A Taste of Honey


Though billed as a collection of stories, this fictional debut functions more like a novel, one that compensates with richness of character for what it lacks in narrative momentum.

As a journalist and an academic, Asim (What Obama Means…For Our Culture, Our Politics, Our Future, 2009, etc.) remains more concerned here with sociocultural dynamics than literary formalism. Yet he brings humanizing warmth to his fiction that makes it more than a series of didactic lessons. The setting for each of these stories is the fictional Gateway City, a Midwestern destination for African-Americans following the Great Migration from the South earlier in the 20th century. Sustaining a chronological progression—it would be hard to follow some of the later stories without familiarity with the earlier ones—they track the profound changes in the black North Side neighborhood during a pivotal year culminating in the 1968 assassination of Martin Luther King Jr. The “story” classification allows the author to employ various narrative perspectives, but many of these stories focus on a single family—with a loving mother and father and their three sons, often told through the voice of the youngest, seven-year-old Crispus Jones, who appears to be an authorial stand-in. The stories detail the emergence of Black Power militancy while the church remains the neighborhood’s spiritual bedrock. They show intelligent, talented residents of various generations torn between advancing themselves through the education and employment possibilities that white culture offers and the loyalty to the neighborhood where they have a profound sense of belonging. Most of them know white people mainly through television, and the occasional intrusion by the white-power structure (a rogue cop in particular) invites no closer familiarity. Some of the earlier stories seem more like character studies, vignettes heavier on descriptive detail than plot development, but the cumulative impact is more than the sum of its 16 narratives.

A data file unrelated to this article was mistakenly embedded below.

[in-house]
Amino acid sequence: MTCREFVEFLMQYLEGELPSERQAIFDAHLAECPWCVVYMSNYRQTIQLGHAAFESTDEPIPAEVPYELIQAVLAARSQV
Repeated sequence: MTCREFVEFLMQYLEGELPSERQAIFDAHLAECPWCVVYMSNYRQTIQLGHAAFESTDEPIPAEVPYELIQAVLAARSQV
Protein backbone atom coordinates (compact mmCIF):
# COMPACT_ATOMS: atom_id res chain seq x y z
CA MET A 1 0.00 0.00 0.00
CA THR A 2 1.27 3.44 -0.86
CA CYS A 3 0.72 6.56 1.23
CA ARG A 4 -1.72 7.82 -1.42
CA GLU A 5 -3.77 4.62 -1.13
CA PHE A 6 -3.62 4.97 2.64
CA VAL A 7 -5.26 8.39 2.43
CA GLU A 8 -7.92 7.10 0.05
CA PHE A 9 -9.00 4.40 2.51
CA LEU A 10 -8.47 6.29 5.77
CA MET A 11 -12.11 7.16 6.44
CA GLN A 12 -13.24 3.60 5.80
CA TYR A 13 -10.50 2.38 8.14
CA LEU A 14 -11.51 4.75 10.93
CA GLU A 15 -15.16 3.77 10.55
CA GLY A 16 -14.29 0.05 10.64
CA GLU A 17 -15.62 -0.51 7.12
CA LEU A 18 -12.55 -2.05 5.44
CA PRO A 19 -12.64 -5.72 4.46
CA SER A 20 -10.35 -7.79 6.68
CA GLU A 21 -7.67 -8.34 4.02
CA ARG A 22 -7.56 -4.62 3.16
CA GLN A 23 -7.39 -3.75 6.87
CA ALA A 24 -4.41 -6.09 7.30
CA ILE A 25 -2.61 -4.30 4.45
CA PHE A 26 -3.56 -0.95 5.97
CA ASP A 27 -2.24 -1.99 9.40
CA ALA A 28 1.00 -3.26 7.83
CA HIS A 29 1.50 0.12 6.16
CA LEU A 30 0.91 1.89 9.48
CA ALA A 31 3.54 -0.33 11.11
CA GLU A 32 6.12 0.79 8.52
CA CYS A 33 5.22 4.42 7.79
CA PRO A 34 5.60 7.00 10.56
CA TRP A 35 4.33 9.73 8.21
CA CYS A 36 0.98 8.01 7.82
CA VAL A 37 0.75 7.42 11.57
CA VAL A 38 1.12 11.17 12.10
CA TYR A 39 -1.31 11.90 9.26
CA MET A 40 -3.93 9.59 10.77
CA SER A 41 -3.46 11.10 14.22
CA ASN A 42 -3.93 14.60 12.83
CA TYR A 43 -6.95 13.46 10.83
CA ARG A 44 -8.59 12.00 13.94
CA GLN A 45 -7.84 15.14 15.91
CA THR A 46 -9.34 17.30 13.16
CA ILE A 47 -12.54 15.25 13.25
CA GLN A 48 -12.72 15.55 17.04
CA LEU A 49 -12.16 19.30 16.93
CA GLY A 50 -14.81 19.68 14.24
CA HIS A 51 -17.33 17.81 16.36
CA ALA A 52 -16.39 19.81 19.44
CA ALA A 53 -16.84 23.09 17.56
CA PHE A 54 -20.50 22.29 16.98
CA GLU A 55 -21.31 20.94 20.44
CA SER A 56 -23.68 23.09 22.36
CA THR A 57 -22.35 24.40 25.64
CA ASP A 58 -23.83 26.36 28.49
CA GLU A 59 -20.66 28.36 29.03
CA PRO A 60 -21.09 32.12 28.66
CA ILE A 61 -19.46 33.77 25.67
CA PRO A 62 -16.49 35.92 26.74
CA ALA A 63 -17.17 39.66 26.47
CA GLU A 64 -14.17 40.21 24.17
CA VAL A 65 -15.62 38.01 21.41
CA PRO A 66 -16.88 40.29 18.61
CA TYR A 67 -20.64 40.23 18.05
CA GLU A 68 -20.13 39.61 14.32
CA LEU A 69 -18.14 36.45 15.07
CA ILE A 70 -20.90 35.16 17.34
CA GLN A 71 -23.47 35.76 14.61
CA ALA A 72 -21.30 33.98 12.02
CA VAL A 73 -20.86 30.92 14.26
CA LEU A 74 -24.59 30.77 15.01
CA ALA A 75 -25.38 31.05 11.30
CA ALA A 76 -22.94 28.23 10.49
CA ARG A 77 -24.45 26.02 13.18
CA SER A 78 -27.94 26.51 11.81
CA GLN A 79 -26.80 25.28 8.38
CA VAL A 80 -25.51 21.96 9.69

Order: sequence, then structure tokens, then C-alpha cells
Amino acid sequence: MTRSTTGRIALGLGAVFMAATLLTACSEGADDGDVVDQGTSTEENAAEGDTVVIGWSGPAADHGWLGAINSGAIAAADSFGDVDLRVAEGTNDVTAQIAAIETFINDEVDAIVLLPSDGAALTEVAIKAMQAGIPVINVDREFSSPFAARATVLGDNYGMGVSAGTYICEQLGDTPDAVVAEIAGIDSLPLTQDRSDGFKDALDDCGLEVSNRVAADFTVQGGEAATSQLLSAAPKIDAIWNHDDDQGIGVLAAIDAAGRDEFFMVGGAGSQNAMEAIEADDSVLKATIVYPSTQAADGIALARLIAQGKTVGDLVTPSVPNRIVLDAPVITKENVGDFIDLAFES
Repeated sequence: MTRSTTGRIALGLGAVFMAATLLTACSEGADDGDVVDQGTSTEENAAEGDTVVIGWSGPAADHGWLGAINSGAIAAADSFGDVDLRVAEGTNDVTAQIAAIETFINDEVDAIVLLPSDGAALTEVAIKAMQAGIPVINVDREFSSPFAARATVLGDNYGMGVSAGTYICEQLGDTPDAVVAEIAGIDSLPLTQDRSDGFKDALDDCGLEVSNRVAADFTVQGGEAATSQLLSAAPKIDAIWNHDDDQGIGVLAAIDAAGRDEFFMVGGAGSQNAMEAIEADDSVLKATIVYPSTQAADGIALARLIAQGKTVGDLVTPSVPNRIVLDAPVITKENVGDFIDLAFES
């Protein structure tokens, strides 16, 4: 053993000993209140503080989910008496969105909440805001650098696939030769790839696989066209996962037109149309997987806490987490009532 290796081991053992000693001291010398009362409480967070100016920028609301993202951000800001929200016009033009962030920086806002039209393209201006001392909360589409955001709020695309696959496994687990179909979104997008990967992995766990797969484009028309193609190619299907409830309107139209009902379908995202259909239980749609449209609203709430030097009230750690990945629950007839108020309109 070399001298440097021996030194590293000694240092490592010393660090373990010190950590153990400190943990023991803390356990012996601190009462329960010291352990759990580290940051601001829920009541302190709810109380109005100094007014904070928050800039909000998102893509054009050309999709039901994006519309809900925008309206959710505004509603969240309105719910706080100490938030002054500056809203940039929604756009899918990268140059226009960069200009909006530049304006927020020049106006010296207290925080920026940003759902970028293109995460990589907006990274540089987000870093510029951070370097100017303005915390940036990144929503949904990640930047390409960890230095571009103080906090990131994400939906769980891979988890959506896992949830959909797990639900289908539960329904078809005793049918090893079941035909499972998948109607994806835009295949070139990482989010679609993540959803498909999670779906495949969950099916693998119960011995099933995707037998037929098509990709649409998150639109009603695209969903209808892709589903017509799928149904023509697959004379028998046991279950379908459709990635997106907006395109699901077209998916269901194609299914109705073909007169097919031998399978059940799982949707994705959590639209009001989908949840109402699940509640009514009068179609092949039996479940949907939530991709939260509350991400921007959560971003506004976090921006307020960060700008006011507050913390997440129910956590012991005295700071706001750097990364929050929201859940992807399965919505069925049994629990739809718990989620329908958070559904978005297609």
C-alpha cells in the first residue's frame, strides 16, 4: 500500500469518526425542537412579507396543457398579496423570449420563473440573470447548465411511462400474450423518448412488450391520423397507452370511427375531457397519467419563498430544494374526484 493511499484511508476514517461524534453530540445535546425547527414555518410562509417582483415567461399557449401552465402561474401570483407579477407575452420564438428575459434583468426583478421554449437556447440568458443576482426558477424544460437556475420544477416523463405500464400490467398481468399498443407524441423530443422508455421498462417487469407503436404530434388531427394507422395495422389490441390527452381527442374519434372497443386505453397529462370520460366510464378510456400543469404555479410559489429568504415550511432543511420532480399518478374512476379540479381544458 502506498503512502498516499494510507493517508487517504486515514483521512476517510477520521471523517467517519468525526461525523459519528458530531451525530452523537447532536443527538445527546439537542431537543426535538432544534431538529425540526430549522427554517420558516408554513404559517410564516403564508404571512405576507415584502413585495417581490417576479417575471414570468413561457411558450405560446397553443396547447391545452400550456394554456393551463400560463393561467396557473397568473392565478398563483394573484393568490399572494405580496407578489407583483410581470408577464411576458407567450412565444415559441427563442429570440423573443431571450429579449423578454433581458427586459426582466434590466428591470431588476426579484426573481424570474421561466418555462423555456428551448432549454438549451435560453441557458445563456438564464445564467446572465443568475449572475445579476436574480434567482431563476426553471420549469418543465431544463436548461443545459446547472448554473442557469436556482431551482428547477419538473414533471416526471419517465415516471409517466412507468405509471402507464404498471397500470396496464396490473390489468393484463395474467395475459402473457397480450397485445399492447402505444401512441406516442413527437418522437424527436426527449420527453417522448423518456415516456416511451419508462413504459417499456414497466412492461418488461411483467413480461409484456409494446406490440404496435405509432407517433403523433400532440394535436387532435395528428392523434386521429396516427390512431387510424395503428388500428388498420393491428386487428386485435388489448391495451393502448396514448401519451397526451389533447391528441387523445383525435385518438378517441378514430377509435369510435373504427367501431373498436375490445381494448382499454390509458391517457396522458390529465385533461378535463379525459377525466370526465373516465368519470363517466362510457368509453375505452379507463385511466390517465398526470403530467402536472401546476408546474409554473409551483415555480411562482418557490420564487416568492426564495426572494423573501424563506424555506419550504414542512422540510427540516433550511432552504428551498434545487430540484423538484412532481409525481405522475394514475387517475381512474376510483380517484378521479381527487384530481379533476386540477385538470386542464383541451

However categorized, this fiction rings true.